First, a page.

The story is not only bitter-sweet but also a fantastic 15th Century romp with our hero, Gerard, getting into all kinds of scrapes, some of which are fraught with danger while others are absolutely hilarious.


Group read:

Oct 12 Chapters 1 - 17

Opening Chapter 1: Not a day passes over the earth, but men and women of no note do great deeds, speak great words, and suffer noble sorrows. Of these obscure heroes, philosophers, and martyrs, the greater part will never be known till that hour, when many that are great shall be small, and the small great; but of others the world's knowledge may be said to sleep: their lives and
This book was recommended by Oscar Wilde in the Art of Lying, so I thought I'd give it a go. It was a big 19th century version of a medieval romance. It reminded me quite a bit of Walter Scott, with more philosophical and religious musings. It was very long, and I actually took a break half way through as I was getting a bit bogged down in it. I found some parts very enjoyable and some parts a bit dull. The parts in Burgundy with Denys were lots of fun. (The relationship between Denys and Gerard ...more
Jul 19, 2013 Victoria rated it it was amazing
"Not a day passes over the earth, but men and women of no note do great deeds, speak great words, and suffer noble sorrows"
I was told by my mother that I had to read this book before I died. There have been other books she has told me to read and they haven't been my kind of thing but only one other book she used those exact words and that was Quo Vadis and she was right about that so I have begun the first paragraph of 667 pages of paragraphs to read The Cloister and the Hearth. If the first se
Christopher Newton
best damn book ever.
Jul 25, 2013 Amy rated it it was amazing
I loved how this book is a romance, yet it explores the past of both lovers.
Oct 30, 2013 Amanda rated it it was amazing
One of the BEST historical novels I have EVER read! Reade's knowledge of the Medieval times are unparalleled. HIGHLY recommended!
Shirley Lawton
Nov 18, 2013 Shirley Lawton rated it really liked it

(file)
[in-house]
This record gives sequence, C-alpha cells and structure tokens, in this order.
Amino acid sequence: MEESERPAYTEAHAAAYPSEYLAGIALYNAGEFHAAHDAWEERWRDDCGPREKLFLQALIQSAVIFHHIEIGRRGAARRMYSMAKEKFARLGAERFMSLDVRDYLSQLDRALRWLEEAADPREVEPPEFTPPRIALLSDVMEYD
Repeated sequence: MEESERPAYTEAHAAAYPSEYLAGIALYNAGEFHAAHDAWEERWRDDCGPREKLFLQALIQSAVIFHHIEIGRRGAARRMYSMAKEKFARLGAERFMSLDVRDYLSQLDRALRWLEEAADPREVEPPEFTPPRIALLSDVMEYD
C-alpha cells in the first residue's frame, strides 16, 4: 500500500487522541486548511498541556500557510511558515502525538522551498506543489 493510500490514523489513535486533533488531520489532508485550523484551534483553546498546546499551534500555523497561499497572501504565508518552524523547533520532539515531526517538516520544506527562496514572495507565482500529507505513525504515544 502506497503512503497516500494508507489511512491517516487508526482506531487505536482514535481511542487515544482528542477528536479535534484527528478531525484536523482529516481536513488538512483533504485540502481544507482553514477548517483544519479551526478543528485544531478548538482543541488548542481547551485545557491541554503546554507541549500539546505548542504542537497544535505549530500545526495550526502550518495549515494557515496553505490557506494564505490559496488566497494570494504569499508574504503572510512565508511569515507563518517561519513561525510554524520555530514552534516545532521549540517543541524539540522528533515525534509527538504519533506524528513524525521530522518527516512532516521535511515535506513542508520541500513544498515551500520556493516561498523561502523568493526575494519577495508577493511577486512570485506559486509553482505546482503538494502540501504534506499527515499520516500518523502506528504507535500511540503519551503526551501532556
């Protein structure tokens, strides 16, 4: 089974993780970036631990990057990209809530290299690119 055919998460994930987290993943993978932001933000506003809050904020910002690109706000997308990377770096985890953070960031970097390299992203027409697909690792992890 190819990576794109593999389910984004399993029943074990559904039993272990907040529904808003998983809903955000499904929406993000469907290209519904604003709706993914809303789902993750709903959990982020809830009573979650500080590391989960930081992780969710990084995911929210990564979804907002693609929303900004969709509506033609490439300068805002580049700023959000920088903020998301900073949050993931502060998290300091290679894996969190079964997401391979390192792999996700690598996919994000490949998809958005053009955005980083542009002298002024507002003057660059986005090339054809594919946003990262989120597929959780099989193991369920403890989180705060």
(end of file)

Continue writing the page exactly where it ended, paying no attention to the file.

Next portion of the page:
I enjoyed the experience of reading this book. At times, I felt like I was reading "Forrest Gump" because of the crazy adventures of Gerard. I loved the old style of writing. I found myself going to my laptop and looking up many of the foreign language phrases. There were a few passages that were a little boring, but overall I loved the story and the colorful characters. As I am of Dutch descent, I enjoyed the details concerning Holland, as well the historical facts in general.
J Matheson
Dec 12, 2013 J Matheson rated it it was amazing
This review has been hidden because it contains spoilers. To view it, click here.
May 26, 2014 Susan rated it it was amazing  ·  review of another edition
Shelves: favorites
This review has been hidden because it contains spoilers. To view it, click here.
Jun 10, 2014 Tony rated it really liked it
THE CLOISTER AND THE HEARTH. (1861). Charles Reade. ****.
This is one of those classics that you can only approach if you have a plan in mind. My plan was to read 150 pages a night for five nights, and then I’d reach the end. Well, I made it in a little over four nights. I was pleasantly surprised at how swiftly the story moved along. It was a picaresque novel in the form of a historical adventure. It was set in the Middle Ages, and documents the travels of a young man who is attempting to escape
Dec 20, 2014 Wanda rated it it was amazing  ·  review of another edition
Recommends it for: Everyone
Recommended to Wanda by: Mr. Tony's Review
Download here:

Read Mr Tony's review here:

Sounds terrific and it is free. Go download it and enjoy.

13 NOV 2014 - I will finish this book tonight. I will not, however, mark it READ as I am reading this with an off-site group. My review/thoughts will come next week. In the meantime, open up some time in your schedule and settle down to enjoy a really good (not, at times, a really great) read! (P.S. I have now marked this
J. Ewbank